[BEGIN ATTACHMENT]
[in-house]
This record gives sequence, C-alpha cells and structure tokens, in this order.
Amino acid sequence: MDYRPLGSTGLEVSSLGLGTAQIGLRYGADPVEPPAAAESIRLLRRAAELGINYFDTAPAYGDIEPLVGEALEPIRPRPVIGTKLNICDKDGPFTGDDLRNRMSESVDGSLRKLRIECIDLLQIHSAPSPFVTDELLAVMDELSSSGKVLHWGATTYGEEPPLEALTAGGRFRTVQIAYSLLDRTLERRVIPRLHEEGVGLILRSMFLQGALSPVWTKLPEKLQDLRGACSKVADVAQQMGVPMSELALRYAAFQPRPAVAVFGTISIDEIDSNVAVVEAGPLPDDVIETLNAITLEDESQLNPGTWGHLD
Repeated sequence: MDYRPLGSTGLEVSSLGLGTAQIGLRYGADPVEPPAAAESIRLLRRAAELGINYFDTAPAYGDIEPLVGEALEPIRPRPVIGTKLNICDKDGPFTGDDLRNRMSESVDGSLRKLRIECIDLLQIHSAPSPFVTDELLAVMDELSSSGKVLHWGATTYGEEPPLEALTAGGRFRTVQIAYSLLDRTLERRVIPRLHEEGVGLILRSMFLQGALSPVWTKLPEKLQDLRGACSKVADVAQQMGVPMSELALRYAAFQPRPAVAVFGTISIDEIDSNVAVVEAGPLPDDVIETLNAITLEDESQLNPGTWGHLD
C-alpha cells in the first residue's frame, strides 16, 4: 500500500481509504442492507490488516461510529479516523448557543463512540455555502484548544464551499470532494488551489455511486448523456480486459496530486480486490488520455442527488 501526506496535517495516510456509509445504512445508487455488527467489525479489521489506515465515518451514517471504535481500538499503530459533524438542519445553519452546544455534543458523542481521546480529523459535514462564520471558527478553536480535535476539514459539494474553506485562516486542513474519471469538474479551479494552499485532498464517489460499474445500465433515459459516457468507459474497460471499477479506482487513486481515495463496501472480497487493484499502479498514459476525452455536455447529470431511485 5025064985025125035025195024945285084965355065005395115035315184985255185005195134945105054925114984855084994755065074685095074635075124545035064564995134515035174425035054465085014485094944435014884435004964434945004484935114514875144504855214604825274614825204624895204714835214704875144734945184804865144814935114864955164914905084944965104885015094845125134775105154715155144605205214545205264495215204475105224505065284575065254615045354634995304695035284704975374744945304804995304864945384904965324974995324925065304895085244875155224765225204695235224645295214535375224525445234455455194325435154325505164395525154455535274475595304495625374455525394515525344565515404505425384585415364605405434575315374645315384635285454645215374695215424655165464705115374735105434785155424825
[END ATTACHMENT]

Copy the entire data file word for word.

[in-house]
This record gives sequence, C-alpha cells and structure tokens, in this order.
Amino acid sequence: MDYRPLGSTGLEVSSLGLGTAQIGLRYGADPVEPPAAAESIRLLRRAAELGINYFDTAPAYGDIEPLVGEALEPIRPRPVIGTKLNICDKDGPFTGDDLRNRMSESVDGSLRKLRIECIDLLQIHSAPSPFVTDELLAVMDELSSSGKVLHWGATTYGEEPPLEALTAGGRFRTVQIAYSLLDRTLERRVIPRLHEEGVGLILRSMFLQGALSPVWTKLPEKLQDLRGACSKVADVAQQMGVPMSELALRYAAFQPRPAVAVFGTISIDEIDSNVAVVEAGPLPDDVIETLNAITLEDESQLNPGTWGHLD
Repeated sequence: MDYRPLGSTGLEVSSLGLGTAQIGLRYGADPVEPPAAAESIRLLRRAAELGINYFDTAPAYGDIEPLVGEALEPIRPRPVIGTKLNICDKDGPFTGDDLRNRMSESVDGSLRKLRIECIDLLQIHSAPSPFVTDELLAVMDELSSSGKVLHWGATTYGEEPPLEALTAGGRFRTVQIAYSLLDRTLERRVIPRLHEEGVGLILRSMFLQGALSPVWTKLPEKLQDLRGACSKVADVAQQMGVPMSELALRYAAFQPRPAVAVFGTISIDEIDSNVAVVEAGPLPDDVIETLNAITLEDESQLNPGTWGHLD
C-alpha cells in the first residue's frame, strides 16, 4: 500500500481509504442492507490488516461510529479516523448557543463512540455555502484548544464551499470532494488551489455511486448523456480486459496530486480486490488520455442527488 501526506496535517495516510456509509445504512445508487455488527467489525479489521489506515465515518451514517471504535481500538499503530459533524438542519445553519452546544455534543458523542481521546480529523459535514462564520471558527478553536480535535476539514459539494474553506485562516486542513474519471469538474479551479494552499485532498464517489460499474445500465433515459459516457468507459474497460471499477479506482487513486481515495463496501472480497487493484499502479498514459476525452455536455447529470431511485 5025064985025125035025195024945285084965355065005395115035315184985255185005195134945105054925114984855084994755065074685095074635075124545035064564995134515035174425035054465085014485094944435014884435004964434945004484935114514875144504855214604825274614825204624895204714835214704875144734945184804865144814935114864955164914905084944965104885015094845125134775105154715155144605205214545205264495215204475105224505065284575065254615045354634995304695035284704975374744945304804995304864945384904965324974995324925065304895085244875155224765225204695235224645295214535375224525445234455455194325435154325505164395525154455535274475595304495625374455525394515525344565515404505425384585415364605405434575315374645315384635285454645215374695215424655165464705115374735105434785155424825